This is why you need to do some profiling work and determine what type of person best fits your target audience/ICP template image. Knowing who your ICPs are and being able to recognize those who have the potential to turn into long-term deals is the most important part of the equation.
Once you’re positive you have a clear image of your target audience, it is time to scrape some relevant info about them. Here’s what you want to do:
- Do some background researching on their direct competitors
- Find out with whom they have been working thus far in terms of SEO
- Learn what type of content they generate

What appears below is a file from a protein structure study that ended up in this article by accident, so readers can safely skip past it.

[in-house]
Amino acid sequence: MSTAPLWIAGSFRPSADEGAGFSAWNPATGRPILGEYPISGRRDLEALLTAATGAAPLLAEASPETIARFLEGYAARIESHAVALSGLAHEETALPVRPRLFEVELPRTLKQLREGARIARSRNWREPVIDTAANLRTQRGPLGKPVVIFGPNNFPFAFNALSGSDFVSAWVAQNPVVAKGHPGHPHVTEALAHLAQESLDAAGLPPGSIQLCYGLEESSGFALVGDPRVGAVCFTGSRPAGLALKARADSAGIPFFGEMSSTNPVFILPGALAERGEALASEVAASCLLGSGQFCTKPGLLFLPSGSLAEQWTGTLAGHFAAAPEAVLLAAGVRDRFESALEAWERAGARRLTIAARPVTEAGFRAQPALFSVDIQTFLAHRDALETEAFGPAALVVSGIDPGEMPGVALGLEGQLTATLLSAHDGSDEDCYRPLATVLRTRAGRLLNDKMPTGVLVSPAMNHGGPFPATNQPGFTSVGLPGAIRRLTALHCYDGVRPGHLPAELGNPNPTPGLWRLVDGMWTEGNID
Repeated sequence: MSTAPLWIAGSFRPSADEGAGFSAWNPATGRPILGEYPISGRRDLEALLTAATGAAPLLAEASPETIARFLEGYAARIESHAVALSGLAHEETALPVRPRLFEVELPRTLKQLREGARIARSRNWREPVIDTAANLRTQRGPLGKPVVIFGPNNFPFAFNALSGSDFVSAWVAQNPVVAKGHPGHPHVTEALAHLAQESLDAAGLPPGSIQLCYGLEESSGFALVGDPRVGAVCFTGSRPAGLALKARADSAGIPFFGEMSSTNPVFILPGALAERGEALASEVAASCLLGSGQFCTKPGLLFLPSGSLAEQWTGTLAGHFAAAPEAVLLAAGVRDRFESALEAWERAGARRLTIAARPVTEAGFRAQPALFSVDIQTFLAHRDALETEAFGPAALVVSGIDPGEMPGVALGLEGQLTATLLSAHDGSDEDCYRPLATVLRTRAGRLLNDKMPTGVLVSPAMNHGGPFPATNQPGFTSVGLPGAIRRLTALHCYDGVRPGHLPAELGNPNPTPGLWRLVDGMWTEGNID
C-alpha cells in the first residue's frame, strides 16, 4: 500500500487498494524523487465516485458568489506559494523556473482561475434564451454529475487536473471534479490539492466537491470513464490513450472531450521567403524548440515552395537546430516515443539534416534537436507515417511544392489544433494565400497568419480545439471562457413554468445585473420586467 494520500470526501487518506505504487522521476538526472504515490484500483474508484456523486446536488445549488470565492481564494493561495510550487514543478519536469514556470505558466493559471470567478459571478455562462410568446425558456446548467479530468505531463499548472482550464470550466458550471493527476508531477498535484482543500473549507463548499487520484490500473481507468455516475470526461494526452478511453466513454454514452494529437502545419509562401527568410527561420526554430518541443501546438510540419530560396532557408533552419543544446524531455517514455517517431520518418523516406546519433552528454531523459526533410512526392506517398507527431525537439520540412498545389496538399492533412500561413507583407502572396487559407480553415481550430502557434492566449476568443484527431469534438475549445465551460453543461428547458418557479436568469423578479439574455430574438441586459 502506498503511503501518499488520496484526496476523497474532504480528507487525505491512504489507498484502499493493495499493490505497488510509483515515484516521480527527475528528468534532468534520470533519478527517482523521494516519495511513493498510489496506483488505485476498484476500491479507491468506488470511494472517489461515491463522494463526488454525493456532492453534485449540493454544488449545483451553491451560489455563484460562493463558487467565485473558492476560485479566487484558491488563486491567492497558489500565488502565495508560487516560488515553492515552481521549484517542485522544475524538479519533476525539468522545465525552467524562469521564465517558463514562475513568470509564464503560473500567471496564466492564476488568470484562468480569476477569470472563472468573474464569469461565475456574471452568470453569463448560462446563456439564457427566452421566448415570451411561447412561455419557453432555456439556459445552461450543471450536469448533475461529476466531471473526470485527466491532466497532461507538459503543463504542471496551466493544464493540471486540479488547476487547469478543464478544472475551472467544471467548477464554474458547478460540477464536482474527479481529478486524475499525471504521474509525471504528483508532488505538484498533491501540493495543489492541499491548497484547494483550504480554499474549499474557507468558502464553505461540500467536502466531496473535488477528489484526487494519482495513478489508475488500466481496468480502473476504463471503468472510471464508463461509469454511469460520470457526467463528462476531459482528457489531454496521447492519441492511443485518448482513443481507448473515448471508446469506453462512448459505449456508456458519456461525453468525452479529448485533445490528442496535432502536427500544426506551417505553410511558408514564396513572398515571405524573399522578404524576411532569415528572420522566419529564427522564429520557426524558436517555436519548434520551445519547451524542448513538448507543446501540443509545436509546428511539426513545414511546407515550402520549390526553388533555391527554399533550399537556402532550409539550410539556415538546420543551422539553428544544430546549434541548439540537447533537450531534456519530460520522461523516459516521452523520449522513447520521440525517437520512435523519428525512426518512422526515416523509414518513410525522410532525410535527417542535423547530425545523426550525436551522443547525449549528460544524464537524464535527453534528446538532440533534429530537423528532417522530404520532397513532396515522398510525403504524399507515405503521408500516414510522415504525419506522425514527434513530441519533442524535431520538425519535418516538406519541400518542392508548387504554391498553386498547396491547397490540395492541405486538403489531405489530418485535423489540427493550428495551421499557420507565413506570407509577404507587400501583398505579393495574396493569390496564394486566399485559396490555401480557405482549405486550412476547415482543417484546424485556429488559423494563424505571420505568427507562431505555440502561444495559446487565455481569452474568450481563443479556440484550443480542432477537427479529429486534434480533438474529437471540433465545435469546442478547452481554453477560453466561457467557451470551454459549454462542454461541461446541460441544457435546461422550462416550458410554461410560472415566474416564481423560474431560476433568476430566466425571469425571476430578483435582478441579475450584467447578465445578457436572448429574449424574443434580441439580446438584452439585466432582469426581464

- Find out what the pitfalls of their business model are
This info is priceless and will come in handy later on.
More on this topic here: Freelancer’s Playbook: How to Land “Perfect” Clients for your Service >>
#2. Targeting the “Goldilocks Zone” SEO prospects
Also known as highly qualified SEO prospects, the Goldilocks Zone clients are those who have success in organic search to some extent, but there’s room for improvement. So, ideally, they are not yet among the top ranked websites in the SERPs, but have the potential to reach the crest of the Google wave.
Not too cold, yet not too hot either.
The prospects who are not in search engine results pages at all, along with the ones who are at the top of SERPs, are not the ones you should be targeting. Those who are already killing it in organic search probably don’t need your help, while those who don’t rank at all for their relevant keywords are probably not yet ready to plow their money into SEO.